And my husband reads directions better than I do.


    Siri Kirpal Kaur Khalsa

  4. Kerry Gans says:

    There is a thriving writer’s community in the Doylestown/Philadelphia area. While this area has always been writer-friendly, the community has reached new levels largely due to the efforts of author Jonathan Maberry, who believes firmly that we lose nothing by lifting others up, and in fact we all win by being supportive of one another.

    After starting numerous classes and groups on his own, Jonathan co-founded the Liars Club, a group of published writers. The Liars Club now teaches many of the workshops with Jonathan and sponsors the monthly Writers Coffeehouse in Willow Grove, PA. The original Coffeehouse has been so successful that the Liars have opened satellite meetings in Center City Philly, the Main Line, and Delaware, and hope to open one in Princeton and perhaps another location or two.

    The Coffeehouse I attend seems to be almost half and half as far as men vs. women.

    There is also a vibrant online Yahoogroup for this community–writerscoffeehouseonline–that has members from all over the country, if not the world.

    I have found this group to be helpful and fun to hang with. I’ve learned a lot from them!


  5. Dalya says:

    I’d say there are more women writing than men, based on the mix I see at workshops and courses.

    Women (speaking very generally here) have a very different communication style, and will chime in simply to agree with a blog post, whereas men will hold back and wait until they disagree, then speak up. Big difference.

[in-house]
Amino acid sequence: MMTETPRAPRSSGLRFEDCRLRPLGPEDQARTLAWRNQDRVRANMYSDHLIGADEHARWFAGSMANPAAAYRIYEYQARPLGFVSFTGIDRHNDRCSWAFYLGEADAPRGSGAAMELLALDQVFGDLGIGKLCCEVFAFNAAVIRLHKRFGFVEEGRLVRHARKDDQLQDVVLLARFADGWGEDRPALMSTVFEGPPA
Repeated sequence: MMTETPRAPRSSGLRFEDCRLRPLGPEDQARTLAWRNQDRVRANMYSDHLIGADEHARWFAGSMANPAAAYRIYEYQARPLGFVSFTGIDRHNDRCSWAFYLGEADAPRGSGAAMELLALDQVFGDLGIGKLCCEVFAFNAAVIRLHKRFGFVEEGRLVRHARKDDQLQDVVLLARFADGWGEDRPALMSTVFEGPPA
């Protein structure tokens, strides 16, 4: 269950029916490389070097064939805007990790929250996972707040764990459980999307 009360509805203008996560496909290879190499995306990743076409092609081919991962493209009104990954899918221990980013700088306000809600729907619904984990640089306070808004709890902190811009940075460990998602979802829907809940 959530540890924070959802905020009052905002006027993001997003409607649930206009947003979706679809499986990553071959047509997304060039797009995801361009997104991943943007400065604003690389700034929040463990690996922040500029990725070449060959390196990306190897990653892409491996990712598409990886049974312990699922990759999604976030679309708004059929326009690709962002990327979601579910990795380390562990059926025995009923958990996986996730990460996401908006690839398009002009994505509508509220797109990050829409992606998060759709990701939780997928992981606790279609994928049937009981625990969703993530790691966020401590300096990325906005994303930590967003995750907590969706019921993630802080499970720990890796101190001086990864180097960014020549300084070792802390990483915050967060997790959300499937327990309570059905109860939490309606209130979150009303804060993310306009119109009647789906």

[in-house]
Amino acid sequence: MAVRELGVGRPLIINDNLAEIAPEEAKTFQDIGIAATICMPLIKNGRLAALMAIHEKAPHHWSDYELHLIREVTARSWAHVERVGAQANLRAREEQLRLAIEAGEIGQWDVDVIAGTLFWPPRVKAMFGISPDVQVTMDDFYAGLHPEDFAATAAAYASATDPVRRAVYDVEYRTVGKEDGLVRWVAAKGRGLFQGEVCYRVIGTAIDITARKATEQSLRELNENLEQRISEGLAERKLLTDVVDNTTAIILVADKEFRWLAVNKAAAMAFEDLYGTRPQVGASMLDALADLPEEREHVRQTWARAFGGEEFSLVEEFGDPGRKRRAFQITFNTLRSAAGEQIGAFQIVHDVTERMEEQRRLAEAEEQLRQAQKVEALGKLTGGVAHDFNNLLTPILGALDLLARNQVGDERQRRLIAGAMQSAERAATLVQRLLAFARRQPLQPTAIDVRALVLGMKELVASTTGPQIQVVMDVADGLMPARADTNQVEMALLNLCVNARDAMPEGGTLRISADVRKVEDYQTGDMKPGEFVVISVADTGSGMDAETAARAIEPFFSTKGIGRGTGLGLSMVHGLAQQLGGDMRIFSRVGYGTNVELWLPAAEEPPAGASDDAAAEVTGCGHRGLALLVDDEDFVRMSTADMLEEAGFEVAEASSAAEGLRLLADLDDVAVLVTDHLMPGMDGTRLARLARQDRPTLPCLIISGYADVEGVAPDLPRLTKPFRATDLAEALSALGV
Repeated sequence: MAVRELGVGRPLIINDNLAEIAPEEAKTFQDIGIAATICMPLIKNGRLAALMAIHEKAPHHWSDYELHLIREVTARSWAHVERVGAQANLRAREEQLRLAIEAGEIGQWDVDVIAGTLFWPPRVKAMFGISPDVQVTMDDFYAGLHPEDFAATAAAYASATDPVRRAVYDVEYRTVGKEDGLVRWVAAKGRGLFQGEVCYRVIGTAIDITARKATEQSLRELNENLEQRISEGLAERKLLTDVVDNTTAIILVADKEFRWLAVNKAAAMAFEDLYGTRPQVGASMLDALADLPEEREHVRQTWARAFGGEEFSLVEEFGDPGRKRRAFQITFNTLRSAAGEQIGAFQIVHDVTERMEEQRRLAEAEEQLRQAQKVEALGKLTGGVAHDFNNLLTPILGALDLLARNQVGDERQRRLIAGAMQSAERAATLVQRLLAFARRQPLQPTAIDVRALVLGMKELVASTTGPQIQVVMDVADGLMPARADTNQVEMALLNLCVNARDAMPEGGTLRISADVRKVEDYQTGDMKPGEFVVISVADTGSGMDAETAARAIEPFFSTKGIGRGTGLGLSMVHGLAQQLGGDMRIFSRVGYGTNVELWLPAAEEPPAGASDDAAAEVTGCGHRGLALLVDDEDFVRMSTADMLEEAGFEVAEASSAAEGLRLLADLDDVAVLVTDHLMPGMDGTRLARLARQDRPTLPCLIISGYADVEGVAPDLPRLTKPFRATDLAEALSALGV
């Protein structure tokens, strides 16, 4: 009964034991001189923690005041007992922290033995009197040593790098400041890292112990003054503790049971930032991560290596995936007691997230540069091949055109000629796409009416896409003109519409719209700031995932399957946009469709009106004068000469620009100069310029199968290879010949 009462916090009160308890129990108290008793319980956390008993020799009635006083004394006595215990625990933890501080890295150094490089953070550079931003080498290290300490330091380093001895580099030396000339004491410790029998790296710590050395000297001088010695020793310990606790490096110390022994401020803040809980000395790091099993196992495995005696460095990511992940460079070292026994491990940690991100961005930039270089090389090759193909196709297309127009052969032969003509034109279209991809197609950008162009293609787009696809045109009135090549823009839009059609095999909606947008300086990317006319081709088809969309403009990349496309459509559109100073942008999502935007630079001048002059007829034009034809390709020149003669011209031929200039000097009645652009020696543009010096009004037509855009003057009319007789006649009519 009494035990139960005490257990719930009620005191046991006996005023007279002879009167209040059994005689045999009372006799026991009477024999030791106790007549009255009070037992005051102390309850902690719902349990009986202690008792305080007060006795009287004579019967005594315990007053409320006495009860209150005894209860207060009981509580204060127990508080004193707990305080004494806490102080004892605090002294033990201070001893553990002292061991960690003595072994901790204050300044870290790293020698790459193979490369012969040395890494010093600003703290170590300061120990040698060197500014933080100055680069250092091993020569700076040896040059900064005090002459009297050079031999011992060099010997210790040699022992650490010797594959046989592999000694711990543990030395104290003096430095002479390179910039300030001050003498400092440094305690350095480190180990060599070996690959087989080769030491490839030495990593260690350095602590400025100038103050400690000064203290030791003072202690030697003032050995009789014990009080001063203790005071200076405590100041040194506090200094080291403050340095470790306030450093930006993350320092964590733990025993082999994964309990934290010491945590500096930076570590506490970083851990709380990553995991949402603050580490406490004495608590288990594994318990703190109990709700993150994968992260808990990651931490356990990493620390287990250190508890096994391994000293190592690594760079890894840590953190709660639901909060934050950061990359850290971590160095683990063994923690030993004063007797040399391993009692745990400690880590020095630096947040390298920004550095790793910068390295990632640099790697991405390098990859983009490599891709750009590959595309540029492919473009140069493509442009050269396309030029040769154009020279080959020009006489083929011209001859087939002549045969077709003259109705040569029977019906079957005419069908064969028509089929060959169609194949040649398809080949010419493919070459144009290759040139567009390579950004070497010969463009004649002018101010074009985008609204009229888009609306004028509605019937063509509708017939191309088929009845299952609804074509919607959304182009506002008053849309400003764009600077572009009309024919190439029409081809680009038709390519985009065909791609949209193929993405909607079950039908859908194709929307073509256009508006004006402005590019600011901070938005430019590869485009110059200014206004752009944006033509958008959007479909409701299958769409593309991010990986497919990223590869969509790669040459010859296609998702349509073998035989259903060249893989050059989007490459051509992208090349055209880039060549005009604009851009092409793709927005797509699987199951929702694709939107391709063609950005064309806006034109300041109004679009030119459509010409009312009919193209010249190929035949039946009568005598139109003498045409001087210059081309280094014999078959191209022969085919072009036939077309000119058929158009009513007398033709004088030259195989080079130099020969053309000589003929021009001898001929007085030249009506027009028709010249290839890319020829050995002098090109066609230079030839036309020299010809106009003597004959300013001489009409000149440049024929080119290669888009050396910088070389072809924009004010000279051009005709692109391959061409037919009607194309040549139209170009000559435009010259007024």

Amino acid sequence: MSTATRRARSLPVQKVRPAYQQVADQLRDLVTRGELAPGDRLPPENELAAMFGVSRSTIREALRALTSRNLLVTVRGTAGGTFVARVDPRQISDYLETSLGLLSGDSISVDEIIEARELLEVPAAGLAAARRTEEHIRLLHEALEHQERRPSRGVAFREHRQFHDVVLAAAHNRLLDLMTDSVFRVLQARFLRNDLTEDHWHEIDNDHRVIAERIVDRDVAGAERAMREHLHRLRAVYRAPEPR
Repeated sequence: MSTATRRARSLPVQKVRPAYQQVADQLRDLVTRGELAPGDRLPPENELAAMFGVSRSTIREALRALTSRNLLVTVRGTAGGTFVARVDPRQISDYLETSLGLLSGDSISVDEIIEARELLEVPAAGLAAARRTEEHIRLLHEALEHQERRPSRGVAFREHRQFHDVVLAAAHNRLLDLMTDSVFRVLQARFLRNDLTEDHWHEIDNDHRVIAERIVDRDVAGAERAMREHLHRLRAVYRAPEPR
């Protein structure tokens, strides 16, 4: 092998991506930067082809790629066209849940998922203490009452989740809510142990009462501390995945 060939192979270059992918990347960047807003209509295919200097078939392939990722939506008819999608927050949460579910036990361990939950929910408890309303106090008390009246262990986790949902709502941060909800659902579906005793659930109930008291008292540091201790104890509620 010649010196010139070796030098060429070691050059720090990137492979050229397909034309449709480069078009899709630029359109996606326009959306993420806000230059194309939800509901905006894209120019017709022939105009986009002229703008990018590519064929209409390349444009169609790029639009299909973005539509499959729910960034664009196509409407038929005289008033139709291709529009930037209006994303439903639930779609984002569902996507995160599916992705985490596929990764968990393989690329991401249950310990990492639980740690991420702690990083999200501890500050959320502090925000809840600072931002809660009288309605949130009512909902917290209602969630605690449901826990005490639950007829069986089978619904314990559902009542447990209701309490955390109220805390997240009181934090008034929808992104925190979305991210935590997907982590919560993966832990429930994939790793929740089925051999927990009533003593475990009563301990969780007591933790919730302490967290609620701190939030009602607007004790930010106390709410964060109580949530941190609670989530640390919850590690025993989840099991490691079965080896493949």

I post in the Kindleboards Writers’ Cafe, where we have a great mix of guys and gals (at least according to their avatars!) It is, without hyperbole, the best place, EVAR. :-)

  6. EDWARD says:

    (with apologies to Virginia Woolf) : Dryden once said, “Great wits are sure to madness near allied / And thin partitions do their walls divide;” Dryden’s sister, of course, disagreed. She said that great wits are inappropriate in the living rooms of decent people, it is very unpleasant to be a mad person, and comparing the two is totally unacceptable. (I found the sister’s exact words on the back of a Bob Dylan album). Things haven’t changed much from Dryden’s time. Few females can mentor anything but the next Fannie Flagg, which guys don’t like because it’s the next Fannie Flagg; males need mentoring from either gender, but it’s rare (as noted in the posts above) to find a guy who will sit still for directions. Especially directions from Dryden’s sister, which invariably include a U-turn.

  7. D. C. DaCosta says:

    It seems to me that, for whatever reason, women lack confidence in their talents and constantly second-guess themselves. Conversely, men tend to over-estimate their abilities.

  8. Anon for a reason says:

    I find both men and women supportive. But if you think women are more supportive and nurturing you should take a gander at what goes on in the romance world. These women are vicious and will stop at nothing to get attention. It is actually very entertaining to watch at times, especially in the mm romance sub-genre where so many women are pretending to be men. One actually hired a guy to go to book signings and pretend to be her. So I can’t agree that women are more supportive than men. I think it’s a balance.

  9. Kate Traylor says:

    I think it depends on the genre you’re writing in. I write YA fantasy, and am in a general fantasy/sci-fi writers’ group, and that group is dominated by (brilliant, friendly, helpful) men. : )